By GREG AUMAN, Times Staff Writer
© St. Petersburg Times
published September 20, 2002
As if Ron Zook didn't have enough to worry about between Florida's loss to top-ranked Miami and a trip Saturday to face Tennessee, he can add a familiar pleasantry to the list.
Fireronzook.com is back.
The site emerged this spring, calling for the Gators coach's job months before his first Florida game. The site's owner took it down in April after being hit with "an amazing flood" of give the guy a break e-mails.
"It started to get to me because the biggest comment was that we hadn't given him a chance," said the owner, who would only identify himself as Mark. "I kind of saw their point."
Five months later, after seeing three games under Zook, Mark had seen enough and opted to resurrect the site Wednesday.
"We arose from controversy," reads the site's flashy new intro page. "We sat back and gave him a chance ... and now we're serious." From there, you're directed to the main page, which is headlined: "We're back ... and not very happy to be here, mind you."
Mark is serious about the anonymity -- he's pictured with a bag over his head on the site, and that's only half-kidding. While admitting to being a Florida graduate, he would not disclose his location in a phone interview Thursday beyond saying he's not currently in Florida.
Zook can find consolation in this much: There might be enough angry fans to support a site devoted to his removal, but there are also enough fans supporting him to keep his biggest critics shrouded in secrecy.
Mark said he was getting nearly 150 e-mails a week before he took the site down in April, and about 60 percent was in support of Zook. Asked if he thought a Steve Spurrier-coached Florida team would have beaten Miami two weeks ago, he said he thought "it would be a lot closer." And despite the site's name, he said he doesn't expect Zook to lose his job any time soon.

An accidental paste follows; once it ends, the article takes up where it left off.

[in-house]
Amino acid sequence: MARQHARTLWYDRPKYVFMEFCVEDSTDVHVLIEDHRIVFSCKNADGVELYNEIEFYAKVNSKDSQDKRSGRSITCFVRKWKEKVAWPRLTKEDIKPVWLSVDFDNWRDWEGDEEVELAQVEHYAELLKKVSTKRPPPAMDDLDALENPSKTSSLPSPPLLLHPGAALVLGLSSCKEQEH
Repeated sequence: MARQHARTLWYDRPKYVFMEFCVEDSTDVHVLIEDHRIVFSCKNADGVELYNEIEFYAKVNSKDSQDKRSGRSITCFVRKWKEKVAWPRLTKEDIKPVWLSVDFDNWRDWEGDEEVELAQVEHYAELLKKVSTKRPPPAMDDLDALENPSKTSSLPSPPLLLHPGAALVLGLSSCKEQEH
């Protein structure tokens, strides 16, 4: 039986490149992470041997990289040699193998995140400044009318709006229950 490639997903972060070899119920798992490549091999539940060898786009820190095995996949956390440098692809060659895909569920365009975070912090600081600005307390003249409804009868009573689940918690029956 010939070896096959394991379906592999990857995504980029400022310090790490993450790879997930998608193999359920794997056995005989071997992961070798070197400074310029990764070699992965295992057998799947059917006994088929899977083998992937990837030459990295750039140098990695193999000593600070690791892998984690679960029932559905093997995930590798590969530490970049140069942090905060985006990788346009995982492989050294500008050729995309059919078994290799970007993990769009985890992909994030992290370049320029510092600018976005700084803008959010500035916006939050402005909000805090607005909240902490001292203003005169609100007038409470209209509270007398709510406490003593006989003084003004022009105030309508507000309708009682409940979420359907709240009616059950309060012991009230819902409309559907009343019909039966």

"We realistically know he won't be fired in the middle of the season," said Mark, whose site counts down the days to Zook's "removal," using his three-year contract for the end date.
So before his first Southeastern Conference game, thanks to a single loss to the defending national champion and a 28-point victory deemed unimpressive by many, Zook has reclaimed the honor of being college football's favorite online target.
"Nobody was going to replace Steve Spurrier," Mark said. "I'm not sure if this week is a defining game if (Zook) goes up and beats them, but I think Tennessee is going to kill us."
ON THE BALL: Tampabayclassic.com, the official site for this week's PGA tournament, has a rotating leaderboard that shows not only the top scores from the Westin Innisbrook Resort, but other PGA and LPGA events as well. The site hasn't had much content this week, but has linked to features at PGA.com, such as a live online radio show, ticket sales and PGA-sanctioned fantasy golf games. Kudos if you had K.J. Choi and his opening-round 63 in your lineup for this week.
TID-BYTES: Here's a strange one: Buccaneers.com asked fans Thursday which of seven players would be the "best weapon in the passing game" Monday night against St. Louis. Tight end Rickey Dudley, who joined the team this week, drew more votes than receivers Keyshawn Johnson and Keenan McCardell and tailback Michael Pittman, while tight end Ken Dilger led the balloting with 29 percent. ... ESPN.com is a finalist for two Online Journalism Awards, presented by the Columbia Graduate School of Journalism. One is for General Excellence in Online Journalism, with a tough field that includes MSNBC.com, washingtonpost.com, NYtimes.com and USAtoday.com. ESPN's "DraftCast" feature, used during the past two NFL drafts, was nominated for an award for Creative Use of the Medium. ... CNNSI.com's Paul "Dr. Z" Zimmerman picks the Rams to beat the Bucs on Monday, and he's not the only one. According to voting for ESPN.com's Six-Pack Pick 'Em Game, 62.7 percent of participants are taking the Rams to win.
-- If you have a question or comment about the Internet or a site to suggest, e-mail staff writer Greg Auman at firstname.lastname@example.org.